A personal remembrance by Don West, former editor of Broadcasting & Cable and current president of the Library of American Broadcasting Foundation.
Tony Malara leaves a void the broadcasting industry will never fill—or when it does, I want to be there. He was one of those spirits who made everyone in the room happier for his being there. I can’t remember his ever saying “no” to a request to show up for a communion breakfast or bar mitzvah or to serve as master of ceremonies at still another roast or awards dinner. Tony would know everyone in the room, and everything about them, and burst every balloon in sight.
Tony had one of broadcasting’s strangest career paths. In this most peripatetic of industries he had one job for something like 29 years, running one of the smaller television stations in the United States, WWNY in Watertown, N.Y. That’s where I first knew him, sharing as we did an affinity for the North Country. Who knew that CBS would pluck him out of that relative obscurity to take over station relations in New York and put him on the executive track that would lead to a presidency of the television network?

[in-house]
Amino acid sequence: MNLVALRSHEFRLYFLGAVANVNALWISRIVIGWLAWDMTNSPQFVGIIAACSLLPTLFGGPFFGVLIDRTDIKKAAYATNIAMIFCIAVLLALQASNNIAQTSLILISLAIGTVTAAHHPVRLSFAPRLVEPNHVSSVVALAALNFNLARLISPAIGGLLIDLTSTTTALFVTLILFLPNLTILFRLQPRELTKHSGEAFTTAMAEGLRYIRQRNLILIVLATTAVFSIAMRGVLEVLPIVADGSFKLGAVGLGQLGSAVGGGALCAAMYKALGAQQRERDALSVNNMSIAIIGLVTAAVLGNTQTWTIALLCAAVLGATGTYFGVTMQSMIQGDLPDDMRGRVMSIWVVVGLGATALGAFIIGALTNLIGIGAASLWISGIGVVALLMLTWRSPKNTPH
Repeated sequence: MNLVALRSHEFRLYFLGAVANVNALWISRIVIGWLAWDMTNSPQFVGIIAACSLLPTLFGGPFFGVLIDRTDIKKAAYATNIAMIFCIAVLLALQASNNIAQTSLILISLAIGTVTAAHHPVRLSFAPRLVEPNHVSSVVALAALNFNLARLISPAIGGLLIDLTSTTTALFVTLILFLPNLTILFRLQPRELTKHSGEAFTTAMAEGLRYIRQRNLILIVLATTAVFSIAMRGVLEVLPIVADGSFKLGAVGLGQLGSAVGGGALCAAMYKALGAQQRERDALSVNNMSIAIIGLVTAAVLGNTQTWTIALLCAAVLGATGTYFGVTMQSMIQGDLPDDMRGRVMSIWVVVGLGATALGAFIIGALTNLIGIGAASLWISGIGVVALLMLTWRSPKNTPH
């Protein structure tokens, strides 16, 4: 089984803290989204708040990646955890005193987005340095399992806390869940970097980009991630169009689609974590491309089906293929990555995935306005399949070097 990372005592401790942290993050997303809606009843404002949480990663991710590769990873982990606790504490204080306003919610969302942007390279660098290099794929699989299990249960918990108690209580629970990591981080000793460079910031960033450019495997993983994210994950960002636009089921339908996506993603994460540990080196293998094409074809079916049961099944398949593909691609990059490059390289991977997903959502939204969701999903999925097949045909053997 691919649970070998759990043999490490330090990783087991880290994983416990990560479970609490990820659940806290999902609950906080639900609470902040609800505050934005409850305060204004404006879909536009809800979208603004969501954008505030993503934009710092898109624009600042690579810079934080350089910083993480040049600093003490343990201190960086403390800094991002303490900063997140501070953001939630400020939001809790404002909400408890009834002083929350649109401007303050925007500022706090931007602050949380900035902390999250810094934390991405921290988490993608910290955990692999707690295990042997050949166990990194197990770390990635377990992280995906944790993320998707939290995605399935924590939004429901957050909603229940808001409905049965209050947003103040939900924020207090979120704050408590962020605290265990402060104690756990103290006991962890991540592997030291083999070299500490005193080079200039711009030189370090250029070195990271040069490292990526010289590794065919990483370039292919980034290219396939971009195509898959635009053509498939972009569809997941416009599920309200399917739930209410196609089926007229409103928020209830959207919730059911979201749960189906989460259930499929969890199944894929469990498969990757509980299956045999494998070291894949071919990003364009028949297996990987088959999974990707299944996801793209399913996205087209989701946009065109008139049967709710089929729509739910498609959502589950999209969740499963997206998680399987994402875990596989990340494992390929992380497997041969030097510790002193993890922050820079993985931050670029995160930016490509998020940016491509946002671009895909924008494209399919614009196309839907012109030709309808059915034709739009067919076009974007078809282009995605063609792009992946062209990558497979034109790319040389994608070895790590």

It all made perfect sense in hindsight. Tony knew the business from the ground up, and virtually every broadcaster in the CBS lineup was his personal friend.
The St. Lawrence River has turned to tears today. Tony’s won’t be among them. He’ll still be smiling through.
Editor’s note: If you have memories of Tony that you’d like to share with your fellow broadcasters, please send them to Mark Miller at [email protected].